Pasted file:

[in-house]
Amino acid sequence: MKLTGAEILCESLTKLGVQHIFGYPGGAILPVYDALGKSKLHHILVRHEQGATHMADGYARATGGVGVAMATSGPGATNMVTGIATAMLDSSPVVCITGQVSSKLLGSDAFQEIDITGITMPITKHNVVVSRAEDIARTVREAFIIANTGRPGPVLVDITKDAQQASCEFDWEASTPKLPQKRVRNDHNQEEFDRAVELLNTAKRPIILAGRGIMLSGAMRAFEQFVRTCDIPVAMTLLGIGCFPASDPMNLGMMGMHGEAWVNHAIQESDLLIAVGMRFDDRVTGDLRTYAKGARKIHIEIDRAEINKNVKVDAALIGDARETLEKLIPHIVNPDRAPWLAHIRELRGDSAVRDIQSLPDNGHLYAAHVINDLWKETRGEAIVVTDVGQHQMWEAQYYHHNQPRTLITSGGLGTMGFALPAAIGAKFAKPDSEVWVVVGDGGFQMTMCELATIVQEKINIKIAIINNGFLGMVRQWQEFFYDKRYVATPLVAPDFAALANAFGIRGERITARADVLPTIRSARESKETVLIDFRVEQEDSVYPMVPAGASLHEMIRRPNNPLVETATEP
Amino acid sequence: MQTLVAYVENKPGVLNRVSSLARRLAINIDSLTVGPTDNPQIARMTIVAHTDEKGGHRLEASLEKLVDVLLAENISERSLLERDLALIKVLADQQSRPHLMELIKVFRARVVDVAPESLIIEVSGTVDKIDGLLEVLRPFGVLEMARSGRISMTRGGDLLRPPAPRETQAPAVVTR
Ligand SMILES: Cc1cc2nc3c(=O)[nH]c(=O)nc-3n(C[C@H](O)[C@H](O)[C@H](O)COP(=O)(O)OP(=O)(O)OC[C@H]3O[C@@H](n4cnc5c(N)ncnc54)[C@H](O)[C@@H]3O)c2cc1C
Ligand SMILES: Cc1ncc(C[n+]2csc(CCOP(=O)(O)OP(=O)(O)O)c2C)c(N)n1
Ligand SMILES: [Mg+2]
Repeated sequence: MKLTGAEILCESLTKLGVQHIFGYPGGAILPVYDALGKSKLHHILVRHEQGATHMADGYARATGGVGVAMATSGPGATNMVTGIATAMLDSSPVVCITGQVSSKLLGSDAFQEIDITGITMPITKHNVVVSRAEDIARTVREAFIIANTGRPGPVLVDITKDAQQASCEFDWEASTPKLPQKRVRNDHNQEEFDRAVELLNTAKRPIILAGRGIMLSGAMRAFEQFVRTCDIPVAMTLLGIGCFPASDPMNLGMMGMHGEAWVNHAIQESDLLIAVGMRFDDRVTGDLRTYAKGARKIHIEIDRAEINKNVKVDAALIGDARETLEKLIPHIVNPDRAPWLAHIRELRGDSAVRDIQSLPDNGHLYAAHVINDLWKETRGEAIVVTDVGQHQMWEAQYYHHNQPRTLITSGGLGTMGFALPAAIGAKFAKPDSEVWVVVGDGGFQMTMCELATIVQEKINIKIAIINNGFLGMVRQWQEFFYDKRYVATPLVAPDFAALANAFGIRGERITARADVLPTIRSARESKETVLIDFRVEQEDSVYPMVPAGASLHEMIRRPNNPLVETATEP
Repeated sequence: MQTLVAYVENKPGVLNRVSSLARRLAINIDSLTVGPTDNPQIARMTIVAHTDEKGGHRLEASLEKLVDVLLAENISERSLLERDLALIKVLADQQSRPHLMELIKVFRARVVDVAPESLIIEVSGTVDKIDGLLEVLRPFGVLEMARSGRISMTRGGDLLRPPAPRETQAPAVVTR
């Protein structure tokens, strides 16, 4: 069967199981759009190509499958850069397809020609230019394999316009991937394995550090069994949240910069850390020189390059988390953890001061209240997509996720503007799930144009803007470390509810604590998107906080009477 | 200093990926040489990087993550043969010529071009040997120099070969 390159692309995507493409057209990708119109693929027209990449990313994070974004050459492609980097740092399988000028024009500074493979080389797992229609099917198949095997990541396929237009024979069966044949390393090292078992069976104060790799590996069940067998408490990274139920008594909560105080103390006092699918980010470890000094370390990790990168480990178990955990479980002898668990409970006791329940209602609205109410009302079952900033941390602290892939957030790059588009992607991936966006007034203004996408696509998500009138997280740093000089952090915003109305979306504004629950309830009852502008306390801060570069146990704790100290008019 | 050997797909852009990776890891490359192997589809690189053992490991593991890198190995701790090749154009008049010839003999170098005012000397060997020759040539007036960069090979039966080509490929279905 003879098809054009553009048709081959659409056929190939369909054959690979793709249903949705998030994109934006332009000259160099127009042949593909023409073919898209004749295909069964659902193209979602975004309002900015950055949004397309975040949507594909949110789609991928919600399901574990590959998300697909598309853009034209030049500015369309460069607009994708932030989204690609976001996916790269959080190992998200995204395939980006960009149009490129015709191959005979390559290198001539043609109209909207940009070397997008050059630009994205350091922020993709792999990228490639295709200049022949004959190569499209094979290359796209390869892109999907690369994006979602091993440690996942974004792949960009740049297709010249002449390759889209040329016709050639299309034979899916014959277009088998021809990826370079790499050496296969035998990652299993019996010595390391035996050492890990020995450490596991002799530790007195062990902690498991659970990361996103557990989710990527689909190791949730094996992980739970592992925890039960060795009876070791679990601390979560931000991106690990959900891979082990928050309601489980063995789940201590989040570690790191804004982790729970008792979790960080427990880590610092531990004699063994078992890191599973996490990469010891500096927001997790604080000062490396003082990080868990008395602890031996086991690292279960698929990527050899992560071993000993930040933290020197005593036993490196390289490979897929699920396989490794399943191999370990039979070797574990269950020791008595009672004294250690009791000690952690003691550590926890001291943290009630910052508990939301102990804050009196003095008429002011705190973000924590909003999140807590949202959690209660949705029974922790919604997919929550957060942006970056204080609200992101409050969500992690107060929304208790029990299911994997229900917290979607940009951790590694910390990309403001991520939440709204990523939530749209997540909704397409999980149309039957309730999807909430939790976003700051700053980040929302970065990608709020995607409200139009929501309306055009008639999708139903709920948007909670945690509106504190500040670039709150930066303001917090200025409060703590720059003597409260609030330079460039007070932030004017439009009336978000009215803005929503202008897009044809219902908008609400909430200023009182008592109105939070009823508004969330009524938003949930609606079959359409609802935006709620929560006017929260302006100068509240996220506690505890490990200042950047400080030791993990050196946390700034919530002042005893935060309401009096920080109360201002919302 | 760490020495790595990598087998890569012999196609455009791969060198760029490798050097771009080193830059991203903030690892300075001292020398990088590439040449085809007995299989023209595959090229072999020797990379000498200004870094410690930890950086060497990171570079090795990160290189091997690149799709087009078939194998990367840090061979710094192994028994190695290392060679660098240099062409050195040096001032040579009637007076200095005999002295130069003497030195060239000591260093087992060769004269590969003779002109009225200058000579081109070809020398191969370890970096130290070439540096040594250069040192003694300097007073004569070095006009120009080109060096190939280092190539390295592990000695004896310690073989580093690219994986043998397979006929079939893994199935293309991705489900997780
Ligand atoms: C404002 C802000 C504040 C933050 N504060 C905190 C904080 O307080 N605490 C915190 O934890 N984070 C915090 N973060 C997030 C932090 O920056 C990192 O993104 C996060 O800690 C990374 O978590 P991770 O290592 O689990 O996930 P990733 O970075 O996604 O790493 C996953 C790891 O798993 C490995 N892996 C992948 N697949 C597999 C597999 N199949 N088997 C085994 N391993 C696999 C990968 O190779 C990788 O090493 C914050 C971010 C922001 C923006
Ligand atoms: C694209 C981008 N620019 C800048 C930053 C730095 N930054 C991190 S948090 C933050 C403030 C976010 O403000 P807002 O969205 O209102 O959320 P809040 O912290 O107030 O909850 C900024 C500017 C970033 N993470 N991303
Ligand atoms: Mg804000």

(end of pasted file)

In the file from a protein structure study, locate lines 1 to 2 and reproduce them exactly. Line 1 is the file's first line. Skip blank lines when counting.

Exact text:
[in-house]
Amino acid sequence: MKLTGAEILCESLTKLGVQHIFGYPGGAILPVYDALGKSKLHHILVRHEQGATHMADGYARATGGVGVAMATSGPGATNMVTGIATAMLDSSPVVCITGQVSSKLLGSDAFQEIDITGITMPITKHNVVVSRAEDIARTVREAFIIANTGRPGPVLVDITKDAQQASCEFDWEASTPKLPQKRVRNDHNQEEFDRAVELLNTAKRPIILAGRGIMLSGAMRAFEQFVRTCDIPVAMTLLGIGCFPASDPMNLGMMGMHGEAWVNHAIQESDLLIAVGMRFDDRVTGDLRTYAKGARKIHIEIDRAEINKNVKVDAALIGDARETLEKLIPHIVNPDRAPWLAHIRELRGDSAVRDIQSLPDNGHLYAAHVINDLWKETRGEAIVVTDVGQHQMWEAQYYHHNQPRTLITSGGLGTMGFALPAAIGAKFAKPDSEVWVVVGDGGFQMTMCELATIVQEKINIKIAIINNGFLGMVRQWQEFFYDKRYVATPLVAPDFAALANAFGIRGERITARADVLPTIRSARESKETVLIDFRVEQEDSVYPMVPAGASLHEMIRRPNNPLVETATEP